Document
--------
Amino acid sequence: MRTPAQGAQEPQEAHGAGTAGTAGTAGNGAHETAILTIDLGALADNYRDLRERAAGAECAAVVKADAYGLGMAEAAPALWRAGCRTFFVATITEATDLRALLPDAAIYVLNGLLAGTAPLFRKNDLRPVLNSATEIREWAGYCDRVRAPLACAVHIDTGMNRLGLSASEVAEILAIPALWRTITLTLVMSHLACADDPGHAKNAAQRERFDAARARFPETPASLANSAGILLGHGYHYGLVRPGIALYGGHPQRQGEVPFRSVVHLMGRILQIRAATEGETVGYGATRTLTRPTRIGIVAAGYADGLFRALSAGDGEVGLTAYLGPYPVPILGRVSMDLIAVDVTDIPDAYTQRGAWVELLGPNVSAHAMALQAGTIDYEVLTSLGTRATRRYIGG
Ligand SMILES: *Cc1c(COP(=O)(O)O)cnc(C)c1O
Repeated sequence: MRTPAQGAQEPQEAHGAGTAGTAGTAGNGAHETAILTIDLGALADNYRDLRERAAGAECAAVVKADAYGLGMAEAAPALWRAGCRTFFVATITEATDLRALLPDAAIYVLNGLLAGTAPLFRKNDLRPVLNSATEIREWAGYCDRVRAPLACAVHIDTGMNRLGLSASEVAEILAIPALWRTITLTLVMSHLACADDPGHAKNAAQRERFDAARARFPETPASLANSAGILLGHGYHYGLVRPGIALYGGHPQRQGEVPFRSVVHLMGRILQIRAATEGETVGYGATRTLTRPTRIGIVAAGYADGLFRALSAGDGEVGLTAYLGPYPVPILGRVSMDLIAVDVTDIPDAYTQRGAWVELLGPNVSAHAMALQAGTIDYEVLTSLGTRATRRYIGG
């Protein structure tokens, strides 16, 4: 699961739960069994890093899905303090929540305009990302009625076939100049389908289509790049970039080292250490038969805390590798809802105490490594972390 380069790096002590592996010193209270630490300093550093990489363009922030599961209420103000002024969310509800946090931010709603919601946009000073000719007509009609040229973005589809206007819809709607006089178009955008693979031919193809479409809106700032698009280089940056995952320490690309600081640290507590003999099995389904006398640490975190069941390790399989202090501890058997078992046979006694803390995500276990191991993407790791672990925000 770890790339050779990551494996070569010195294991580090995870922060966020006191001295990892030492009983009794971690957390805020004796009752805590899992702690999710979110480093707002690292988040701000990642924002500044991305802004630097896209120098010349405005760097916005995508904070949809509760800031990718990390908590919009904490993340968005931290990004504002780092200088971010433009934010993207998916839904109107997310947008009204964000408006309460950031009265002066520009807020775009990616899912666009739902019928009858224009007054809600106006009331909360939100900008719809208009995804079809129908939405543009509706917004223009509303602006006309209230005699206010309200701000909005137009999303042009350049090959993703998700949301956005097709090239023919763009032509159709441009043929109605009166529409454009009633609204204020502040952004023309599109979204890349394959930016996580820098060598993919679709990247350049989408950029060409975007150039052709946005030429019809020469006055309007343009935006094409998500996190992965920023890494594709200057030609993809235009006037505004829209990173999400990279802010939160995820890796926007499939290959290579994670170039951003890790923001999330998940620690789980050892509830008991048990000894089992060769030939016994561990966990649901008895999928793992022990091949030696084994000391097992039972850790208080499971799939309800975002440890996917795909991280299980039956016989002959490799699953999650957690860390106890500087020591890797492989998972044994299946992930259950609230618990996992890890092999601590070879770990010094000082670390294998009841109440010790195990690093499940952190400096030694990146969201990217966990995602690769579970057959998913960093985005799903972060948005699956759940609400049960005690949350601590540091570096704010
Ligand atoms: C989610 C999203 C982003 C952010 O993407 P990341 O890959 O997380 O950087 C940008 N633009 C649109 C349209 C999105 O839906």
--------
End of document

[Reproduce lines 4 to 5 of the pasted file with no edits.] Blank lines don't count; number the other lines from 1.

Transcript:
């Protein structure tokens, strides 16, 4: 699961739960069994890093899905303090929540305009990302009625076939100049389908289509790049970039080292250490038969805390590798809802105490490594972390 380069790096002590592996010193209270630490300093550093990489363009922030599961209420103000002024969310509800946090931010709603919601946009000073000719007509009609040229973005589809206007819809709607006089178009955008693979031919193809479409809106700032698009280089940056995952320490690309600081640290507590003999099995389904006398640490975190069941390790399989202090501890058997078992046979006694803390995500276990191991993407790791672990925000 770890790339050779990551494996070569010195294991580090995870922060966020006191001295990892030492009983009794971690957390805020004796009752805590899992702690999710979110480093707002690292988040701000990642924002500044991305802004630097896209120098010349405005760097916005995508904070949809509760800031990718990390908590919009904490993340968005931290990004504002780092200088971010433009934010993207998916839904109107997310947008009204964000408006309460950031009265002066520009807020775009990616899912666009739902019928009858224009007054809600106006009331909360939100900008719809208009995804079809129908939405543009509706917004223009509303602006006309209230005699206010309200701000909005137009999303042009350049090959993703998700949301956005097709090239023919763009032509159709441009043929109605009166529409454009009633609204204020502040952004023309599109979204890349394959930016996580820098060598993919679709990247350049989408950029060409975007150039052709946005030429019809020469006055309007343009935006094409998500996190992965920023890494594709200057030609993809235009006037505004829209990173999400990279802010939160995820890796926007499939290959290579994670170039951003890790923001999330998940620690789980050892509830008991048990000894089992060769030939016994561990966990649901008895999928793992022990091949030696084994000391097992039972850790208080499971799939309800975002440890996917795909991280299980039956016989002959490799699953999650957690860390106890500087020591890797492989998972044994299946992930259950609230618990996992890890092999601590070879770990010094000082670390294998009841109440010790195990690093499940952190400096030694990146969201990217966990995602690769579970057959998913960093985005799903972060948005699956759940609400049960005690949350601590540091570096704010
Ligand atoms: C989610 C999203 C982003 C952010 O993407 P990341 O890959 O997380 O950087 C940008 N633009 C649109 C349209 C999105 O839906």